given the following code:
one would expect the result to have all but the most significant bit set. but when I compile this with gcc, all bits are set. is this addressed by the standard?Code:unsigned mask = (~unsigned() << 1) >> 1;
This is a discussion on bit shifting...undefined behaviour? within the C++ Programming forums, part of the General Programming Boards category; given the following code: Code: unsigned mask = (~unsigned() << 1) >> 1; one would expect the result to have ...
given the following code:
one would expect the result to have all but the most significant bit set. but when I compile this with gcc, all bits are set. is this addressed by the standard?Code:unsigned mask = (~unsigned() << 1) >> 1;
Last edited by Sebastiani; 10-22-2007 at 12:19 PM. Reason: syntax error
Code:#include <cmath> #include <complex> bool euler_flip(bool value) { return std::pow ( std::complex<float>(std::exp(1.0)), std::complex<float>(0, 1) * std::complex<float>(std::atan(1.0) *(1 << (value + 2))) ).real() < 0; }
This shouldn't even compile. Did you mean:
OrCode:unsigned mask = (~0u << 1) >> 1;
Both output 2147483647.Code:unsigned mask = (~unsigned() << 1) >> 1;
By the way, is the left-shift needed?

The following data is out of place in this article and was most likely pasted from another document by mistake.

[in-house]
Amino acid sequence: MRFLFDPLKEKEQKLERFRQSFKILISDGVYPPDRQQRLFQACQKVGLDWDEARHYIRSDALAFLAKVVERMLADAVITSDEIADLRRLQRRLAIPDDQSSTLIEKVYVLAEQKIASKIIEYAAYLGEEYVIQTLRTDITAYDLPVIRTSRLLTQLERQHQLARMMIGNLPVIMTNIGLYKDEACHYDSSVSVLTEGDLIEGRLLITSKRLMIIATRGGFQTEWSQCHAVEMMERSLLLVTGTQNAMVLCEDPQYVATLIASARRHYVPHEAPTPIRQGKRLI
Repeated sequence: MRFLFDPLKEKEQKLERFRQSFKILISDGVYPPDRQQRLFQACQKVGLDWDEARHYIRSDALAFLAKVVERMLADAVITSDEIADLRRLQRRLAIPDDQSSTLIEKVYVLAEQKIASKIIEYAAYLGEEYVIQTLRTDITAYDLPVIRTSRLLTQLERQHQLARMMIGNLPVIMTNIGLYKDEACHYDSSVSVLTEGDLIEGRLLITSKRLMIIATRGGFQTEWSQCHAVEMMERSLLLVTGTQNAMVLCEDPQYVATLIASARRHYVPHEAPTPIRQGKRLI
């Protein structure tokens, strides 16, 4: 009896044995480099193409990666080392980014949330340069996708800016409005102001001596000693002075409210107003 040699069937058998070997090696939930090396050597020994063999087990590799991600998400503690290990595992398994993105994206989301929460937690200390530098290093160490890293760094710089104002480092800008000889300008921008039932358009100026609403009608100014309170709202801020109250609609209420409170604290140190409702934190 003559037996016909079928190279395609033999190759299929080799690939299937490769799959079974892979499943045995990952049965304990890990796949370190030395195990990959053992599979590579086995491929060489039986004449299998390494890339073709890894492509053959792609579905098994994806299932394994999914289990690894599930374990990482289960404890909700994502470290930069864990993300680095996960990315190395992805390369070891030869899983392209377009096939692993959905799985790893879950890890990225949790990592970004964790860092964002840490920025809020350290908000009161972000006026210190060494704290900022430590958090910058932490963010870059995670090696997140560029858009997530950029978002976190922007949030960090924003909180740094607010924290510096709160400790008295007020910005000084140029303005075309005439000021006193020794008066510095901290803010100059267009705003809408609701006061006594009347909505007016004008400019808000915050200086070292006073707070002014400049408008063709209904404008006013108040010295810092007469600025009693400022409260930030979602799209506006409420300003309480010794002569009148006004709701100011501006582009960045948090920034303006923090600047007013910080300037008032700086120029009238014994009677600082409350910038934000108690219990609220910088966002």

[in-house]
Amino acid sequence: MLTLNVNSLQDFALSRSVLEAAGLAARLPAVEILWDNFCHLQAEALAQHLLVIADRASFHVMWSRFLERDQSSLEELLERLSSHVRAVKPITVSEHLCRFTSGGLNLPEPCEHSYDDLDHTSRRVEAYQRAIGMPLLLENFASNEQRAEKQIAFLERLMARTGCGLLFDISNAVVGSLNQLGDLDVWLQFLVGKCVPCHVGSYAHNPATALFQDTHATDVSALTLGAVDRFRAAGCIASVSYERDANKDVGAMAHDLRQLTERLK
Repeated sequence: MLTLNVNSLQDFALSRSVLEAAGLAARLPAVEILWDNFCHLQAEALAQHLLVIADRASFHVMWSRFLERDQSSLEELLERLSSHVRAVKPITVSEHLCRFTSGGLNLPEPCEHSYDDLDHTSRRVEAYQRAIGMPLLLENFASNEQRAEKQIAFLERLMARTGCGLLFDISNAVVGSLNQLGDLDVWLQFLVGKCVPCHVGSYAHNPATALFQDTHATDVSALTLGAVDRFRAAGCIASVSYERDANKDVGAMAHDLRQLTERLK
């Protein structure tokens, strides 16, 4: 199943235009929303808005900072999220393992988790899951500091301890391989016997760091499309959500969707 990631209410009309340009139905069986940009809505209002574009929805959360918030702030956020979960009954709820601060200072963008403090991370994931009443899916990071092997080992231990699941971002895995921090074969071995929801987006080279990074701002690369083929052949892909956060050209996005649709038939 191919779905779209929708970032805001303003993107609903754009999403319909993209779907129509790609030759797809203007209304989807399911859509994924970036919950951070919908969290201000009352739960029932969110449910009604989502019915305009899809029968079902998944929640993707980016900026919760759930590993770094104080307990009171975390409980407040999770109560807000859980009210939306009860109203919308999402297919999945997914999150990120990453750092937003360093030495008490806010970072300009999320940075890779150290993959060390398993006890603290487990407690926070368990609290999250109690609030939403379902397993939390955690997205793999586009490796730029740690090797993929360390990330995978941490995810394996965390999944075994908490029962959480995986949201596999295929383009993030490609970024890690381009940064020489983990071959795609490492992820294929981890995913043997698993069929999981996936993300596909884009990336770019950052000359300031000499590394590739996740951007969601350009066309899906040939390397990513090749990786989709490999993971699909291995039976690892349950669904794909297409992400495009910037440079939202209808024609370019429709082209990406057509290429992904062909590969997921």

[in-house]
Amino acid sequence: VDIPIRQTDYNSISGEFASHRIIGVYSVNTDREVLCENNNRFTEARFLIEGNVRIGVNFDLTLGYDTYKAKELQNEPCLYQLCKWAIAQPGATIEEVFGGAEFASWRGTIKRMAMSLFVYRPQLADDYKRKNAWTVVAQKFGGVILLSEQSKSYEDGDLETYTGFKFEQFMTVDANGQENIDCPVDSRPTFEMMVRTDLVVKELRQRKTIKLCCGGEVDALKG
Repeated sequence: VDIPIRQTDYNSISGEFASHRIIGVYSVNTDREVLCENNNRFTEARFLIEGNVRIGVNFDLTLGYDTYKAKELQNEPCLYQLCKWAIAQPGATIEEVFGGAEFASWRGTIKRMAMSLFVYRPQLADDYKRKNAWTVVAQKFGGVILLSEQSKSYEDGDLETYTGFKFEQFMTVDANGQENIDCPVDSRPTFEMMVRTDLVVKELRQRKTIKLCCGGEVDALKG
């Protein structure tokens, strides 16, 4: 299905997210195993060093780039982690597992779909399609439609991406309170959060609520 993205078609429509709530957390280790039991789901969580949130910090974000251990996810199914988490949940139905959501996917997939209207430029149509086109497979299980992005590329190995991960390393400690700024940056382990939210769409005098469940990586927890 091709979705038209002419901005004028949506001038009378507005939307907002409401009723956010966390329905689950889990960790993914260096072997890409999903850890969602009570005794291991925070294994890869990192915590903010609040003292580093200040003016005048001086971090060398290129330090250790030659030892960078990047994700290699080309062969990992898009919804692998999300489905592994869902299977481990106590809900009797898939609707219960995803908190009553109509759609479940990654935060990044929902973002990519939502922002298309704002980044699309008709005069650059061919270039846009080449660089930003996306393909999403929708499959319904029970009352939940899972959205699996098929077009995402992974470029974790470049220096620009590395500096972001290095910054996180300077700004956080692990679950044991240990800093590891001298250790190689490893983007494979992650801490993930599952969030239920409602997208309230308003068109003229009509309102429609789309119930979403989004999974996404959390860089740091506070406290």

Last edited by anon; 10-22-2007 at 10:42 AM.
I might be wrong.
Quoted more than 1000 times (I hope).Thank you, anon. You sure know how to recognize different types of trees from quite a long way away.
This even compiles?Code:~unsigned
All the buzzt!
CornedBee
"There is not now, nor has there ever been, nor will there ever be, any programming language in which it is the least bit difficult to write bad code."
- Flon's Law
sorry, that was a typo. anyway, to put it more clearly, shouldn't a shift always produce cleared bits in the vacated positions (unless the number of shifts exceeds the size of the data type, which is undefined)?
>> Both output 2147483647.
well, assuming a 4 byte integer, yes. but I get different results depending on the compiler.
>> By the way, is the left-shift needed?
no. I was just giving an example.
Last edited by Sebastiani; 10-22-2007 at 12:26 PM.
Code:#include <cmath> #include <complex> bool euler_flip(bool value) { return std::pow ( std::complex<float>(std::exp(1.0)), std::complex<float>(0, 1) * std::complex<float>(std::atan(1.0) *(1 << (value + 2))) ).real() < 0; }
My output: "01111111111111111111111111111111" ... seems right, no?Code:#include <bitset> #include <iostream> int main( void ) { std::bitset<sizeof(unsigned)*8> mask_set( (~unsigned()<<1)>>1 ); std::cout<< mask_set; return 0; }
For a left shift, yes. For a right shift, it depends on whether the integral type is signed or unsigned. For an unsigned type, yes again. For a signed type, it does either an arithmetic shift or a logical shift, depending on the machine (logical shift is what you're thinking of).
http://en.wikipedia.org/wiki/Arithmetic_shift
http://en.wikipedia.org/wiki/Logical_shift
Edit: AFAIK, nothing undefined happens if the number of shifts exceeds the size of the data type, it does what you would expect.
Last edited by robatino; 10-22-2007 at 12:32 PM.
right, thanks. I'm wondering if the two shifts were just optimized out? I'll check it out.
Code:#include <cmath> #include <complex> bool euler_flip(bool value) { return std::pow ( std::complex<float>(std::exp(1.0)), std::complex<float>(0, 1) * std::complex<float>(std::atan(1.0) *(1 << (value + 2))) ).real() < 0; }